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Highly Accessed Open Badges Editorial

A gene signature of loss of oestrogen receptor (ER) function and oxidative stress links ER-positive breast tumours with an absent progesterone receptor and a poor prognosis

Patrick Neven*, Toon Van Gorp and Karen Deraedt

Breast Cancer Research 2008, 10:109  doi:10.1186/bcr2135

See related research article by Yau and Benz,

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Relationship of Ox-E/ER signature expression with clinical parameters and outcome in age-stratified cohorts

Christina Yau   (2008-09-22 14:49)  Buck Institute for Age Research email

In their recent editorial (Breast Cancer Res 2008, 10:109), Neven et al. highlight our recent finding (Breast Cancer Res 2008, 10:R61) that an experimentally derived oxidative stress gene expression signature, ‘Ox-E/ER’, identifies an aggressive subset of primary estrogen receptor (ER)-positive breast cancers associated with poor clinical outcome, and appears to outperform loss of progesterone receptor (PR) expression as a prognostic variable. Given their earlier studies suggesting an age-related association between PR status and HER2 overexpression in ER-positive breast cancers that could confound our oxidative stress analysis, they suggested that we further explore the prognostic relationship between our Ox-E/ER signature index and breast cancer PR status, stratifying for age-at-diagnosis. Returning to the public expression microarray datasets reported in our study, we were able to stratify most of the ER-positive breast cancers into either younger (<=age 45) or older (> age 45) age groups to correlate age group Ox-E/ER index values with array determined PR mRNA levels, ERBB2 overexpression (determined by mRNA content) and the average expression of the previously reported 71-gene proliferation signature. We also used the optimized Ox-E/ER index cutpoint to dichotomize available ER-positive age cohorts annotated for outcome -- either disease-specific survival (DSS; n = 201) or relapse-free survival (RFS; n = 263)-- in order to compare the prognostic value of the Ox-E/ER index with PR status. Within both age cohorts the Ox-E/ER index values showed significant positive correlations with the proliferation gene signature (younger: Pearson r = 0.32, p = 0.0009; older: r = 0.17, p = 0.0036) and ERBB2 status (younger: r = 0.29, p = 0.0028; older: r = 0.21, p = 0.0003), as well as a significant negative correlation with PR expression (younger: r = -0.25, p = 0.0097; older: r = -0.18, p = 0.0023). With regard to both DSS or RFS, the Ox-E/ER index cut-point (high vs. low status) appears to perform better as a prognostic marker for younger age-at-onset ER-positive breast cancers cases (DSS: younger: log-rank p= 0.005; older: log-rank p= 0.019; RFS: younger: log-rank p= 0.02; older: log rank p= 0.07). In comparison to PR status, while the Ox-E/ER index cut-point appears to perform better than PR status as a prognostic marker for the entire group (as published), this prognostic superiority may be restricted to the younger age cohort (DSS: log-rank p=0.005 for Ox-E/ER vs. 0.25 for PR status; RFS: log-rank p=0.02 for Ox-E/ER vs. 0.60 for PR status) , since we fail to see significant differences in their respective abilities to determine the outcome of older ER-positive cases. An important caveat to note is the small number of PR-negative cases in the younger cohort; additional studies utilizing age cohorts better balanced for PR status are warranted to confirm this finding.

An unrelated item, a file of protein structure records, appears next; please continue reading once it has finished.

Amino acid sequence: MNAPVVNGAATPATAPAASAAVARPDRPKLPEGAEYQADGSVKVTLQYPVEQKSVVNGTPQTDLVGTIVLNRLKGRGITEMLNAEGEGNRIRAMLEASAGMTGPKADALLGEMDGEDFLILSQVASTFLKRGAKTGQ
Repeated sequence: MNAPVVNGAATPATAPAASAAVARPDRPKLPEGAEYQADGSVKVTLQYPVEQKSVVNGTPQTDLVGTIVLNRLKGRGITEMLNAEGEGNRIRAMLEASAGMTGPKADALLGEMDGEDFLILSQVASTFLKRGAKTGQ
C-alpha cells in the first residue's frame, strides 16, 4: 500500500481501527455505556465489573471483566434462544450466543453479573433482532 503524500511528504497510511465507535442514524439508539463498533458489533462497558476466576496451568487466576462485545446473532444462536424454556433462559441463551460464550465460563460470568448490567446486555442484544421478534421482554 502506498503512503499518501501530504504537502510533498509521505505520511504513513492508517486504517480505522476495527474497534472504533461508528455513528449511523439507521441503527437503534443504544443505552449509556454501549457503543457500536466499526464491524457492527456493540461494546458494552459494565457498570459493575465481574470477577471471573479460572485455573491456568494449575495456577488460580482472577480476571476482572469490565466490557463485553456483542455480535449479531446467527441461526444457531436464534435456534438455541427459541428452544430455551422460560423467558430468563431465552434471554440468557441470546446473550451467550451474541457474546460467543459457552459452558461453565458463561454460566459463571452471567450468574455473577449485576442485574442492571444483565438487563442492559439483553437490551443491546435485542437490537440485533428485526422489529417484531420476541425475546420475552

Comment by Christina Yau and Christopher C Benz

Competing interests

C. Yau and CC Benz are the authors of the article featured in the editorial. This comment contains results from additional analysis performed in response to a question raised therein.


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